General Dynamics v Carranza4
In the case of General Dynamics v Carranza the EAT held that an employment tribunal deciding reasonable adjustments has to identify the “step” for the purposes of section 20(3) of the Equality Act 2010.
Facts of the case
The claimant suffered from stomach adhesions from childhood and was a disabled person. He received a final written warning in September 2011 following 206 days of sickness absence in three years, 184 of which were caused by his disability.
After the final written warning, the claimant had two bouts of disability related absences and a further three month absence because of a “painful shoulder injury while rolling over in bed”. He was dismissed in December 2012 as a result of his absence due to the shoulder injury only.
The Tribunal held that there had been a failure to make reasonable adjustments and his dismissal was unfair. The rationale of the Tribunal was that the Employer disregarded two periods of disability related absence after the final written warning so the Employer ought to have also disregarded the final written warning that had been issued essentially because of disability related absences.
The EAT overturned the decision and held that the employment tribunal had failed to identify a “step” which the employer could have taken. It doubted that the mental process of disregarding a warning is such a step, although formally revoking a warning might be. In any event, it also rejected the conclusions that this adjustment would have been reasonable.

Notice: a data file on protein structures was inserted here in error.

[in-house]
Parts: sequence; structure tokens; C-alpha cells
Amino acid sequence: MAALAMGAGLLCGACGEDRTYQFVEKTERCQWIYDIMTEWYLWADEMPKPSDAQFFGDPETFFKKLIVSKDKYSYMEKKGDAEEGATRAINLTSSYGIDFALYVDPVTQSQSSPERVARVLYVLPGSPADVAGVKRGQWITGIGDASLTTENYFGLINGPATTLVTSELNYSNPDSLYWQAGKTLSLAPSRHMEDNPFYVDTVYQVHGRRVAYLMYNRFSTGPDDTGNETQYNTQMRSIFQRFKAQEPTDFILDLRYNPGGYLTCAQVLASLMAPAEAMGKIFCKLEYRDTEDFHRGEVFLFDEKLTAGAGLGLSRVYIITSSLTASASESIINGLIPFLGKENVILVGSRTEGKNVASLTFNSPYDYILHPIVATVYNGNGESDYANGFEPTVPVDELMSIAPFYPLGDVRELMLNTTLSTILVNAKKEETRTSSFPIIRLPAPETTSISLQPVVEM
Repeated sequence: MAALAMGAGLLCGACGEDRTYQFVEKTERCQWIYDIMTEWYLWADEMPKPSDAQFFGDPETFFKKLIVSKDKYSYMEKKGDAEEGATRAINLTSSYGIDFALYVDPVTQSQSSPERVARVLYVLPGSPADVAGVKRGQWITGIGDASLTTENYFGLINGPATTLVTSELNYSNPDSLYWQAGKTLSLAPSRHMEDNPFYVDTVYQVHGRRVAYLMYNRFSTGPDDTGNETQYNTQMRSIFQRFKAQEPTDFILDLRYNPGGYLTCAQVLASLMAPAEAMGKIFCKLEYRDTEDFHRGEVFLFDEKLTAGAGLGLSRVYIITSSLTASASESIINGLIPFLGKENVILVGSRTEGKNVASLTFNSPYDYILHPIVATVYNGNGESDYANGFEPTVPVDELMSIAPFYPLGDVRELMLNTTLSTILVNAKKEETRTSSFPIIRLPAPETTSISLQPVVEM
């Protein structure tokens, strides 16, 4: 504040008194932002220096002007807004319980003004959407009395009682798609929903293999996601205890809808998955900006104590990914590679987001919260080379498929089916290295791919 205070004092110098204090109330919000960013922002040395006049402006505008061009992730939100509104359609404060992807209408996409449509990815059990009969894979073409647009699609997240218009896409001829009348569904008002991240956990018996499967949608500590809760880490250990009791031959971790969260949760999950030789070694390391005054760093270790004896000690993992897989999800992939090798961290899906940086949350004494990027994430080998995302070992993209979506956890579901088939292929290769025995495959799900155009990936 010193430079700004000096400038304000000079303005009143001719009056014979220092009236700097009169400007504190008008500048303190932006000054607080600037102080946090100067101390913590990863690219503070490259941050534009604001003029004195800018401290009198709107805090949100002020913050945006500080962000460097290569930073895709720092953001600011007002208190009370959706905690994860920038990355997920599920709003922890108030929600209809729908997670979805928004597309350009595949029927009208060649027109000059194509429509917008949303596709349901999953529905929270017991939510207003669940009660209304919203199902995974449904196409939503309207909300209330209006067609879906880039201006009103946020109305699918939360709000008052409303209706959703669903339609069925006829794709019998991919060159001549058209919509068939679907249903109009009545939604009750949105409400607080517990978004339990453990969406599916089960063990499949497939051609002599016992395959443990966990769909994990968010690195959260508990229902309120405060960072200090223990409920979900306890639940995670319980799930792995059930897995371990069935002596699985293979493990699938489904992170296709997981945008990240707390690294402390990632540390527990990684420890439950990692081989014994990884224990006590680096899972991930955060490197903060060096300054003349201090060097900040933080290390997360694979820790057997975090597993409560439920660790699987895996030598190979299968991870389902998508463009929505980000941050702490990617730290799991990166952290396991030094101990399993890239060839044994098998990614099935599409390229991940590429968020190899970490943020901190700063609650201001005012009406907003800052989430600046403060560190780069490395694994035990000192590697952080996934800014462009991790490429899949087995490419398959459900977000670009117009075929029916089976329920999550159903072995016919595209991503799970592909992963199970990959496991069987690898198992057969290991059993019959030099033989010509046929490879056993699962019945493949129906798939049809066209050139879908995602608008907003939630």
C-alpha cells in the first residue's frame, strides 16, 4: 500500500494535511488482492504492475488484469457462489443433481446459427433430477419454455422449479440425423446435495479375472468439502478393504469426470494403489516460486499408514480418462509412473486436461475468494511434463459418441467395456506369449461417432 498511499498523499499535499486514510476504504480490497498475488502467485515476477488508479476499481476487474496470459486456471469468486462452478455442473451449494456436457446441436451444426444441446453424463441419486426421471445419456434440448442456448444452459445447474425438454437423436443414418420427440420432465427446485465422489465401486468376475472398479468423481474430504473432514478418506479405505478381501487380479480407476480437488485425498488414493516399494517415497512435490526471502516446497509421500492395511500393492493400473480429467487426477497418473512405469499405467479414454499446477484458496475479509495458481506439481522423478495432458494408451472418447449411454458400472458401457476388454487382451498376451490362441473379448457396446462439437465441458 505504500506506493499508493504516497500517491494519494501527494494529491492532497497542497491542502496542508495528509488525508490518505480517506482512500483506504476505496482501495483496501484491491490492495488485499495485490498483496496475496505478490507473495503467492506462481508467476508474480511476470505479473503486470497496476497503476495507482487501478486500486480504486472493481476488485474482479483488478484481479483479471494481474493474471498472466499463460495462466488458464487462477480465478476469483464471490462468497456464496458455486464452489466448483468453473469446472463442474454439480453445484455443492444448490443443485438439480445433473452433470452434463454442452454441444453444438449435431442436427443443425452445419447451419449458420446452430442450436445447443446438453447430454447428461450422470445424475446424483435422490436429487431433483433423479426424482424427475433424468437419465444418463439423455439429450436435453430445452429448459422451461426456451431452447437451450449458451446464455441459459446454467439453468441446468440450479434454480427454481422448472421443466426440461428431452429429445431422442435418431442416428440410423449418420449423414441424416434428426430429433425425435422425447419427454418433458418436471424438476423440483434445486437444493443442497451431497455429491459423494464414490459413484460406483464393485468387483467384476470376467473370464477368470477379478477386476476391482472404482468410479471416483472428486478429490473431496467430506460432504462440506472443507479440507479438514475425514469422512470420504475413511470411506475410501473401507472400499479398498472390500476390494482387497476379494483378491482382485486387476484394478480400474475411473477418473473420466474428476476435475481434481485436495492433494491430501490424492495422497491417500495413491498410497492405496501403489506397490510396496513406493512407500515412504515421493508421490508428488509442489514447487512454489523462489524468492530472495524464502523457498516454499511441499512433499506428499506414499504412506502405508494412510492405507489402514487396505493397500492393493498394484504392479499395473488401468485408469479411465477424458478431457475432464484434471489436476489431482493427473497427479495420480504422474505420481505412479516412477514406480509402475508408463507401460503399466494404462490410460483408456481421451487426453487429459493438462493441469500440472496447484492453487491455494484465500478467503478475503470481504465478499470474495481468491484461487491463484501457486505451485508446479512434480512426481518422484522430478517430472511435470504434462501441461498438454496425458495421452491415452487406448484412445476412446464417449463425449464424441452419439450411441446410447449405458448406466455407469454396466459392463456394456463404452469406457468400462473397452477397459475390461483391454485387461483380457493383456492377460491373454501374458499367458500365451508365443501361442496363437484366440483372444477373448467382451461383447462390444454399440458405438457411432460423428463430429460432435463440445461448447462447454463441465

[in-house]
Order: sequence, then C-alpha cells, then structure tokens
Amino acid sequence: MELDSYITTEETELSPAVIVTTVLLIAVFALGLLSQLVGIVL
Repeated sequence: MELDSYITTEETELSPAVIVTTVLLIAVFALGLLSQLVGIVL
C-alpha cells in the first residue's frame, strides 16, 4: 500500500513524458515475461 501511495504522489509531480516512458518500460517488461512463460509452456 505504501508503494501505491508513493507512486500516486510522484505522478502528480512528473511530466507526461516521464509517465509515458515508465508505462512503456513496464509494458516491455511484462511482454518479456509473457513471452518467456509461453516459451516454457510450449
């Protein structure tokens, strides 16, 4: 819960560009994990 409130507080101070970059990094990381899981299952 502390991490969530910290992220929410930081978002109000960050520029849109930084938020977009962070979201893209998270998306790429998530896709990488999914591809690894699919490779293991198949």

The EAT said it would have been easier to analyse the case as one of discrimination arising from disability because it was not really about taking practical steps to prevent disadvantage. Had the case been put that way it would have been doomed to failure because the dismissal of the claimant was a proportionate means of achieving the legitimate aim of consistent attendance at work.
Points to note
Employers can and often do give disabled employees the benefit of the doubt when managing sickness absence. If being lenient once forced an employer always to be lenient, then this could have many adverse consequences. Certainly, an employer’s leniency on one or two occasions does not create a legal right for a disabled employee to have all disability related absence discounted. The EAT has made clear that employers, acting reasonably, can lawfully and fairly dismiss disabled employees.